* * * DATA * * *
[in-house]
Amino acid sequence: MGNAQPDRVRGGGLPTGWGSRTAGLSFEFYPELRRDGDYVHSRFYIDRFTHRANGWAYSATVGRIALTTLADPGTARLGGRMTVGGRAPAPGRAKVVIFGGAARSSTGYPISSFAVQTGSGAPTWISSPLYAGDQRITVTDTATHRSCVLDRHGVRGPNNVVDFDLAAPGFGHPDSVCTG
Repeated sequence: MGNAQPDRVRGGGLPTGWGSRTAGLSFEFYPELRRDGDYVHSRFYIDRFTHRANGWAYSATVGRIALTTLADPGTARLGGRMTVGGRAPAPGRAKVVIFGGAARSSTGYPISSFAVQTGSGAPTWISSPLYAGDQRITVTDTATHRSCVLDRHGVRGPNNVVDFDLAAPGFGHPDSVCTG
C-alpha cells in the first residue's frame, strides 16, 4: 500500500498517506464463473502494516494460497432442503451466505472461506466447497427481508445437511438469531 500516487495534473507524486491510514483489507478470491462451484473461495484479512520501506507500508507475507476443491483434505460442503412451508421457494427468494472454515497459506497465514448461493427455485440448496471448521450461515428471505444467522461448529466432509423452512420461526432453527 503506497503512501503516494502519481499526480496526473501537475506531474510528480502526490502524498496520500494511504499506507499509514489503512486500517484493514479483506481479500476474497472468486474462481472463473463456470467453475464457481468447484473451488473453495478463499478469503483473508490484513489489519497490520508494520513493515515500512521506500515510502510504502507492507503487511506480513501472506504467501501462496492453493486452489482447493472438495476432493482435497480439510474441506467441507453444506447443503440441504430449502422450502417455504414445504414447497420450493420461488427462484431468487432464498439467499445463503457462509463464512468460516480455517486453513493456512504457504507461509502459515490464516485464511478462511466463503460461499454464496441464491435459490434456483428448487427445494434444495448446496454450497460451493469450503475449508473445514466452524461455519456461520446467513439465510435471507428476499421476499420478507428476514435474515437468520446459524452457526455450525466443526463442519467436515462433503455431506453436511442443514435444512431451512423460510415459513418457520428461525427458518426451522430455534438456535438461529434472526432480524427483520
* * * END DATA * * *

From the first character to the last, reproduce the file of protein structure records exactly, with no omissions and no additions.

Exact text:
[in-house]
Amino acid sequence: MGNAQPDRVRGGGLPTGWGSRTAGLSFEFYPELRRDGDYVHSRFYIDRFTHRANGWAYSATVGRIALTTLADPGTARLGGRMTVGGRAPAPGRAKVVIFGGAARSSTGYPISSFAVQTGSGAPTWISSPLYAGDQRITVTDTATHRSCVLDRHGVRGPNNVVDFDLAAPGFGHPDSVCTG
Repeated sequence: MGNAQPDRVRGGGLPTGWGSRTAGLSFEFYPELRRDGDYVHSRFYIDRFTHRANGWAYSATVGRIALTTLADPGTARLGGRMTVGGRAPAPGRAKVVIFGGAARSSTGYPISSFAVQTGSGAPTWISSPLYAGDQRITVTDTATHRSCVLDRHGVRGPNNVVDFDLAAPGFGHPDSVCTG
C-alpha cells in the first residue's frame, strides 16, 4: 500500500498517506464463473502494516494460497432442503451466505472461506466447497427481508445437511438469531 500516487495534473507524486491510514483489507478470491462451484473461495484479512520501506507500508507475507476443491483434505460442503412451508421457494427468494472454515497459506497465514448461493427455485440448496471448521450461515428471505444467522461448529466432509423452512420461526432453527 503506497503512501503516494502519481499526480496526473501537475506531474510528480502526490502524498496520500494511504499506507499509514489503512486500517484493514479483506481479500476474497472468486474462481472463473463456470467453475464457481468447484473451488473453495478463499478469503483473508490484513489489519497490520508494520513493515515500512521506500515510502510504502507492507503487511506480513501472506504467501501462496492453493486452489482447493472438495476432493482435497480439510474441506467441507453444506447443503440441504430449502422450502417455504414445504414447497420450493420461488427462484431468487432464498439467499445463503457462509463464512468460516480455517486453513493456512504457504507461509502459515490464516485464511478462511466463503460461499454464496441464491435459490434456483428448487427445494434444495448446496454450497460451493469450503475449508473445514466452524461455519456461520446467513439465510435471507428476499421476499420478507428476514435474515437468520446459524452457526455450525466443526463442519467436515462433503455431506453436511442443514435444512431451512423460510415459513418457520428461525427458518426451522430455534438456535438461529434472526432480524427483520